16:45 – 17:45: Low code app creation using PowerApps (Saurabh Pant)

As mentioned earlier, my original choice of 16:45 session had been moved to 13:00, so I needed to choose a replacement. I overheard a conversation at lunch where somebody described PowerApps as being awesome and I had actually never heard of them before. Having enjoyed some exposure to Logic Apps earlier in the day and with PowerApps sounding along the same lines, I thought this session would be worth my time attending.

It absolutely was worth my time. PowerApps are positioned as a way of developing mobile applications for somebody without traditional development skills, a lot of the business logic is defined with Excel-like syntax. The user with those sorts of skills is their target market. It was actually kind of shocking how much you can achieve with PowerApps with only a small amount of effort. Saurabh live coded a mobile app that authenticated a user with Azure AD, then presented a news feed to the user from data stored in SharePoint and also integrated some calendar bits from Exchange, etc. All well within an hour.

I’ve done a couple of blog posts that demonstrate how to do a similar thing with ASP.NET, see: Authenticating with Azure AD and OpenID Connect and Automating Office 365 with Microsoft Graph API – it would probably take a competent developer more than an hour to work through just one of those posts, never mind an internal social network app like Saurabh put together within the hour.

PowerApps aren’t a technology I can see myself spending too much time with personally, because I’m not the target audience, but I do have several friends who are not coders that I think would achieve a lot with PowerApps. One of these friends is a doctor who has been tempted to learn to develop Android apps in the past to build something for his hospital that would make his life easier. He would probably solve his problem using PowerApps quite quickly and enjoy doing it.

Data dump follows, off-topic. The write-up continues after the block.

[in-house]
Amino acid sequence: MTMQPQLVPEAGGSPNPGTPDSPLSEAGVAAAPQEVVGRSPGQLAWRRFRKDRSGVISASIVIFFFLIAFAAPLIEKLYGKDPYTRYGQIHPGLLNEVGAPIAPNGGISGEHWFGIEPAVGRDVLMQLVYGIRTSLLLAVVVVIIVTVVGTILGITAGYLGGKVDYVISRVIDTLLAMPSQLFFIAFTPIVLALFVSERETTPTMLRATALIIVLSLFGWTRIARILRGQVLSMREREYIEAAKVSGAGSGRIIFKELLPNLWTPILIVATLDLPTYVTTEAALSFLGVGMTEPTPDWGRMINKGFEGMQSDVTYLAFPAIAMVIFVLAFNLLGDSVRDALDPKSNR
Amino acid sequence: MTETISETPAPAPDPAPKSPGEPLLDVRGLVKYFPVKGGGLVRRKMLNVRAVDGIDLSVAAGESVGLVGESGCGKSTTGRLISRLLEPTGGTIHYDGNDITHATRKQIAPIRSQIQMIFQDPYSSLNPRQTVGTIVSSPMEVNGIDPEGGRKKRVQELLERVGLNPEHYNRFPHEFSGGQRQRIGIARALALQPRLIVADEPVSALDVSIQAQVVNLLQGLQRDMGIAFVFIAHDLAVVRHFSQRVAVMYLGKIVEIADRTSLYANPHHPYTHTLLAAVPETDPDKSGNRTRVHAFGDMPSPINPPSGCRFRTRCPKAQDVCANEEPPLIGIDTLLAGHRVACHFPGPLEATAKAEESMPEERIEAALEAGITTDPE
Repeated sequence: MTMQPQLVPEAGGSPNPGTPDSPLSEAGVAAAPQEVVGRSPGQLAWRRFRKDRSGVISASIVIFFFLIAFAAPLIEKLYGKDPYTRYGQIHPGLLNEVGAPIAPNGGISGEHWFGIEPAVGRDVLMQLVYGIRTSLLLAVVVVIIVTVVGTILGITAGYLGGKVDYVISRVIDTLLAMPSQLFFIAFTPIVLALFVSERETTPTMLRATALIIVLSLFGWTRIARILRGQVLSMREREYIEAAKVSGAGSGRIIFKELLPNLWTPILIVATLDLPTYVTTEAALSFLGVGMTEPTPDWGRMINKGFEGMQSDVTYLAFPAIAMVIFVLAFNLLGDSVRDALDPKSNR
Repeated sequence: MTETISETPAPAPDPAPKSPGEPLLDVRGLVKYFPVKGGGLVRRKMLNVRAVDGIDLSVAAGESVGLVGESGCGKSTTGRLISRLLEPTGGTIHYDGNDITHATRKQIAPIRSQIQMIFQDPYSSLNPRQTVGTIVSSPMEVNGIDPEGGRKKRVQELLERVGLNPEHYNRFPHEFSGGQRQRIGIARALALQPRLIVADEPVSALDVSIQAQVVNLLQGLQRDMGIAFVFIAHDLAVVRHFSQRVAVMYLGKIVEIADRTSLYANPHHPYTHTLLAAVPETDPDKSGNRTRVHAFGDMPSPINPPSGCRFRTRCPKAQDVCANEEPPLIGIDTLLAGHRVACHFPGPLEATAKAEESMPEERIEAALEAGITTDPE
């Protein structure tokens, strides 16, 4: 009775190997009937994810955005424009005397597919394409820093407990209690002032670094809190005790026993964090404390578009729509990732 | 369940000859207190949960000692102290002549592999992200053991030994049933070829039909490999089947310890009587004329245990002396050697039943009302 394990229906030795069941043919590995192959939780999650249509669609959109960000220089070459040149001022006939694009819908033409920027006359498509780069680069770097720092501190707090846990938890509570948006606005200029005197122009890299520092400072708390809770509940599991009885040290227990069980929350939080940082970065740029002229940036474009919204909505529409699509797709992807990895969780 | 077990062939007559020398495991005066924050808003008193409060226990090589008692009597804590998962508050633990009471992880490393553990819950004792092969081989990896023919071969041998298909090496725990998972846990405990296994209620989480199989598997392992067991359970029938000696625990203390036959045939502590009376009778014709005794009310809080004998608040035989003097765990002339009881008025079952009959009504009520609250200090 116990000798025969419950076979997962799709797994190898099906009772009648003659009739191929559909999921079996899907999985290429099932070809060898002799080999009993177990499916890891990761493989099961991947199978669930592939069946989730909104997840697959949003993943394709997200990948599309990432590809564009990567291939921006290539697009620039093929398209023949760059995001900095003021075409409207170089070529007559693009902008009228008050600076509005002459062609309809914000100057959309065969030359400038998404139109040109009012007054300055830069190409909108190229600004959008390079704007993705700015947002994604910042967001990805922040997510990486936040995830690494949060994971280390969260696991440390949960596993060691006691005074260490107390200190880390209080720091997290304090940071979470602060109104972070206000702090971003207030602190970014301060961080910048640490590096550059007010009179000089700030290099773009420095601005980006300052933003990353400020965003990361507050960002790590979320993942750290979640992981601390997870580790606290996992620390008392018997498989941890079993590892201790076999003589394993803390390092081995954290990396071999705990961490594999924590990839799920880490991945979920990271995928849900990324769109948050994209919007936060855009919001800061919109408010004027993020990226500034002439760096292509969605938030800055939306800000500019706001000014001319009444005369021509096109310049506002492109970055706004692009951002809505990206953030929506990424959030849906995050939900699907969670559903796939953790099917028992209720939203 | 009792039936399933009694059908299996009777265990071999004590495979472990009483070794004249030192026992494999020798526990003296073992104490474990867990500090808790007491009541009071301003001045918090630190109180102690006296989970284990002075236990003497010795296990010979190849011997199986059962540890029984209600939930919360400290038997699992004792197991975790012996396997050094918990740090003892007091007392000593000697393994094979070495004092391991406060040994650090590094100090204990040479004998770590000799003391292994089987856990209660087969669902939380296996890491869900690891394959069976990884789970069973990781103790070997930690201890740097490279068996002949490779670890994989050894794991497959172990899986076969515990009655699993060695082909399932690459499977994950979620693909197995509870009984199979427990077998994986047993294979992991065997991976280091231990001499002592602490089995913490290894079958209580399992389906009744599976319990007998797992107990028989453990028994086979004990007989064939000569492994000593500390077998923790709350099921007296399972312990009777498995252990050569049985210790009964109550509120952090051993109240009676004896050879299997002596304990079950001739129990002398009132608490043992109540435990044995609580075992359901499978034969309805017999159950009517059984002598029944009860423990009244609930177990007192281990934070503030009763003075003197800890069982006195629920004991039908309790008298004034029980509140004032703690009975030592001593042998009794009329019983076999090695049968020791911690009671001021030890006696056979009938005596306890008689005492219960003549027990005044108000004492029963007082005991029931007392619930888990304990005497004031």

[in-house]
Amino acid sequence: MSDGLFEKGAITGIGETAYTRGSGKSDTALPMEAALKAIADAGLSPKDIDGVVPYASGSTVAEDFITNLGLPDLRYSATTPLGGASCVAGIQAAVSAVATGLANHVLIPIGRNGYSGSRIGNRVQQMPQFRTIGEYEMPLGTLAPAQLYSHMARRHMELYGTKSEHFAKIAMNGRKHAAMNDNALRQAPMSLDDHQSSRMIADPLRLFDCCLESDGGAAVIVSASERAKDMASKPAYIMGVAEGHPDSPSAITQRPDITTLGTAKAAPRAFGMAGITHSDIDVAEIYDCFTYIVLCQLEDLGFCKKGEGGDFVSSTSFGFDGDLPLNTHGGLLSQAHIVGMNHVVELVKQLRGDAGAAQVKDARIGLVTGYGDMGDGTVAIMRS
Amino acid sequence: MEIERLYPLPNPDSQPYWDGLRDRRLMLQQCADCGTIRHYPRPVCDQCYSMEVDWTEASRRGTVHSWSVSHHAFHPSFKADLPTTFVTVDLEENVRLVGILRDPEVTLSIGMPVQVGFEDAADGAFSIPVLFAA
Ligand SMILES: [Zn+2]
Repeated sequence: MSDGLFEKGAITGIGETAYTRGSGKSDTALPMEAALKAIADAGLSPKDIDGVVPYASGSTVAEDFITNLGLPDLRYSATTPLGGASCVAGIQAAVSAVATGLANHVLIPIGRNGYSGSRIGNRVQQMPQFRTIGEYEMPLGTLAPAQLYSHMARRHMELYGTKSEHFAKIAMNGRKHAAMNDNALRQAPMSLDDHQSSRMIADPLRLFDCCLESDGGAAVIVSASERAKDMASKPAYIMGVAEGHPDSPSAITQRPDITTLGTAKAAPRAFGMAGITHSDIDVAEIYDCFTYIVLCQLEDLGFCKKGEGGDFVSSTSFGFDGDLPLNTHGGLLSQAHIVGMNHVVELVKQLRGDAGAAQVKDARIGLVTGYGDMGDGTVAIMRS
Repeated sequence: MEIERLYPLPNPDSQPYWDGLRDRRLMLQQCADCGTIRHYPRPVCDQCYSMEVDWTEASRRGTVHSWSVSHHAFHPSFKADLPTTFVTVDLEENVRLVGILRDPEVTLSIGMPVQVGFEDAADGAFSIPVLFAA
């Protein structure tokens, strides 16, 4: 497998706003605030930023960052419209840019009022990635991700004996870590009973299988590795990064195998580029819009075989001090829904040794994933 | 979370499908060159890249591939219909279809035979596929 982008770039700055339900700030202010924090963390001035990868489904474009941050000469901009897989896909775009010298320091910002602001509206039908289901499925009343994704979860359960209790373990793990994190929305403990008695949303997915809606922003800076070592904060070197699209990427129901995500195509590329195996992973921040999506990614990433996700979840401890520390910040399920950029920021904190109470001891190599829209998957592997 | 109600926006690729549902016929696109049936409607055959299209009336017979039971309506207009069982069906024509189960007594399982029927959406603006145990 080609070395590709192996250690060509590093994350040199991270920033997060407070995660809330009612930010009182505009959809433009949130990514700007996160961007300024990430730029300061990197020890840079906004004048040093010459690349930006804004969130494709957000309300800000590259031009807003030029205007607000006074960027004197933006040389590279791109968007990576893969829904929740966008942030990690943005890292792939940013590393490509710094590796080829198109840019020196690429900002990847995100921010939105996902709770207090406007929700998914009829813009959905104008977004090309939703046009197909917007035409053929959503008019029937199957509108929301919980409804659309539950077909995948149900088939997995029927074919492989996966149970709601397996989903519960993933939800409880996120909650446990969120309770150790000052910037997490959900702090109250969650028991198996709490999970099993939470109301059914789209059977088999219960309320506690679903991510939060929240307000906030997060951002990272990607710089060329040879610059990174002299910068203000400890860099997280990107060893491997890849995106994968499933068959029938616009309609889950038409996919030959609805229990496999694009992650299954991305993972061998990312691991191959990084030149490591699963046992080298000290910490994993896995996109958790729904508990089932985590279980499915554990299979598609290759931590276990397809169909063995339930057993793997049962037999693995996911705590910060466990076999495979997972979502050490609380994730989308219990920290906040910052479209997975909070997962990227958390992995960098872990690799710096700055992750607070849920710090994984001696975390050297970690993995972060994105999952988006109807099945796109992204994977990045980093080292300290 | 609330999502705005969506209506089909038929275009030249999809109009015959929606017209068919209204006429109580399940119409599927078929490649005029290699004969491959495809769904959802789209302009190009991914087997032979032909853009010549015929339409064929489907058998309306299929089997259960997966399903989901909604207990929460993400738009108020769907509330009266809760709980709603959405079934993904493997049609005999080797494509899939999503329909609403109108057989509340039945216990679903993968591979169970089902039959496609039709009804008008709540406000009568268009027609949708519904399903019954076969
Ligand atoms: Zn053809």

Day 2

9:30 – 15:00 – Red Shirt Dev Tour (Scott Guthrie)

The main event and ultimately the reason I came to Tech Summit in the first place. The Red Shirt Dev Tour is a five hour, demo heavy keynote from Microsoft EVP Scott Guthrie, taking a high level tour over many of the services available in Azure.

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The five hours are split into three parts. Broadly, we covered:

Development basics with the Azure App Service

The first demo was a tour around the basic capabilities of the Azure App Service. Scott built a basic NodeJS app on a Mac and deployed it to Azure using a local Git repository on the App Service endpoint. The process was simply to add a new remote repository and push to it. He also demoed using WebDeploy to distribute an ASP.NET app using the full .NET framework on Windows.

Throughout the whole day Scott spent about half his demo time on a PC and half on a Mac. I liked this because it reinforced the cross-platform focus of the new Microsoft, it was more than just lip service to non-Windows platforms.

DevOps with VSTS

We had a high-level overview of DevOps principles and VSTS. I don’t actually remember too much of this section, maybe because I don’t remember hearing anything that I didn’t already know. I’m aware this is a big focus for many teams at the moment though, so it was good that it got some coverage.

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Azure SQL Database

The first demo with a bit of wow-factor was a walkthrough of Azure’s SQL injection attack detection capabilities. Azure is capable of detecting these types of attacks, stopping them and reporting instances of the attack to you – which is really cool.

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Xamarin / Mobile Development

The first non-Scott demo was delivered by Laurent Bugnion, who showed us how to hook up a real iPhone to Visual Studio and debug Xamarin apps. Something that I think you need a Mac to do under normal circumstances (I’m not sure, not being a mobile developer and all). The integration with Visual Studio was quite nice, he set breakpoints, step-through debugged the app and pretty much everything else you might want to do.

Azure Functions

Scott demoed the development of Azure Functions in the Portal and also locally using Visual Studio. Including breakpoint debugging in Visual Studio. The local development is made possible by the fact that you can install the same Azure Functions runtime on your development machine that would be executing it in the cloud – very cool.